Aims/hypothesis: In patients with Down's syndrome, dogma has long held that the prevalence of diabetes is increased. The aim of the present study was to determine the actual prevalence of Down's syndrome among type 1 diabetic patients.
Subjects, materials and methods: The background population included all children born in Denmark between 1981 and 2000. Registry-validated and clinical data on type 1 diabetes and Down's syndrome diagnoses were obtained from the National Disease Register and Danish Cytogenetic Central Register, respectively.
Results: The prevalence of Down's syndrome in the background population was 0.09%, whereas we identified a prevalence of Down's syndrome in type 1 diabetes patients of 0.38% (95% CI 0.17-0.75), corresponding to a 4.2-fold increased prevalence compared with the background population (p = 7.3 x 10(-5)).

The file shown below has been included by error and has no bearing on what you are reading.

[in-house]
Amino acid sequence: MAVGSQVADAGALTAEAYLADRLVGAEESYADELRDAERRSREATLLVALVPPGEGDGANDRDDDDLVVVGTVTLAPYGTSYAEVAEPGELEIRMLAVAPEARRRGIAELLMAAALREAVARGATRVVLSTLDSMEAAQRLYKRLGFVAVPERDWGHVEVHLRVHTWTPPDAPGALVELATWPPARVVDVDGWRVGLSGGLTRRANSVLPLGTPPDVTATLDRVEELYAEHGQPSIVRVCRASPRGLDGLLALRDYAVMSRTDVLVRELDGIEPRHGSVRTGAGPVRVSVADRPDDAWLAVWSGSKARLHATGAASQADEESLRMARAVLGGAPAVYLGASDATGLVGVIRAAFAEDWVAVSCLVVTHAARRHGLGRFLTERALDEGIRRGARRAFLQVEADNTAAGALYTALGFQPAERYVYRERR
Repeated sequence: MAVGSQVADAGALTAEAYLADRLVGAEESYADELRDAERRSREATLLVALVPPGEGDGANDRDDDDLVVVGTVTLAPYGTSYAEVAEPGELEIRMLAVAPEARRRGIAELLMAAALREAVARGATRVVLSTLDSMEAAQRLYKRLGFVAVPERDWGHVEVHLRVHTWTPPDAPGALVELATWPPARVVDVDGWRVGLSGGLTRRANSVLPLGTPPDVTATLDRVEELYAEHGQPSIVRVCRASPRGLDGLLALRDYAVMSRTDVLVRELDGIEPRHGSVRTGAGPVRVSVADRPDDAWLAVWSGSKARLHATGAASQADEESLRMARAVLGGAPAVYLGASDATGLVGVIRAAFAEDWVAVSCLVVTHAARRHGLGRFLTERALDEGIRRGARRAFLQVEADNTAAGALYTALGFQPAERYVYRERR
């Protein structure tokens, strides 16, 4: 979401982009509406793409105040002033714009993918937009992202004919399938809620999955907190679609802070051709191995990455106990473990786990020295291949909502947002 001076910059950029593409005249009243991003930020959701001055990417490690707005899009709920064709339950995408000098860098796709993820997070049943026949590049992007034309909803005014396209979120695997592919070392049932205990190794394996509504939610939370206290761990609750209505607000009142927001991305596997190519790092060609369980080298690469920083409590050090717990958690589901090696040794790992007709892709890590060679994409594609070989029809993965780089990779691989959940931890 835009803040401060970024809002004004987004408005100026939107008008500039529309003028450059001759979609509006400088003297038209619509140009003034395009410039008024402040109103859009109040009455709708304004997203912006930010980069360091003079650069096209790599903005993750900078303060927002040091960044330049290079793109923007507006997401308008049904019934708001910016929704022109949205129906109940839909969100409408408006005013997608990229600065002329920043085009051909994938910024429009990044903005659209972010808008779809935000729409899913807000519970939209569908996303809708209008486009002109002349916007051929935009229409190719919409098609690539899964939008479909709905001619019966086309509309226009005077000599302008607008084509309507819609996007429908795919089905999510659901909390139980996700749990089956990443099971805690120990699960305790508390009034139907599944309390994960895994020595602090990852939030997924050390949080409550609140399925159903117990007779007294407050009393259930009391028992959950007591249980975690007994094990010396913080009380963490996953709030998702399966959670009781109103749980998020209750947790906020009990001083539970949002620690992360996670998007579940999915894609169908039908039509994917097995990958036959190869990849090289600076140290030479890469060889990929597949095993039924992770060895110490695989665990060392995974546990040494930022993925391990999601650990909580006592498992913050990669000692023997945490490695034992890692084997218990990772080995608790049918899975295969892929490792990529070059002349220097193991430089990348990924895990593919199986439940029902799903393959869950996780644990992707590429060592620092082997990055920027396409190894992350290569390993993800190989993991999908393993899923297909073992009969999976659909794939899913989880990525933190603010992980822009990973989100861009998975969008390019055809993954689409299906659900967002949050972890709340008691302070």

Conclusions/interpretation: To the best of our knowledge this is the first population-based study addressing the prevalence of Down's syndrome among verified type 1 diabetes patients. A more than fourfold increased prevalence of Down's syndrome among type 1 diabetes patients supports the notion that genes on chromosome 21 may confer risk for type 1 diabetes, probably also in the general population.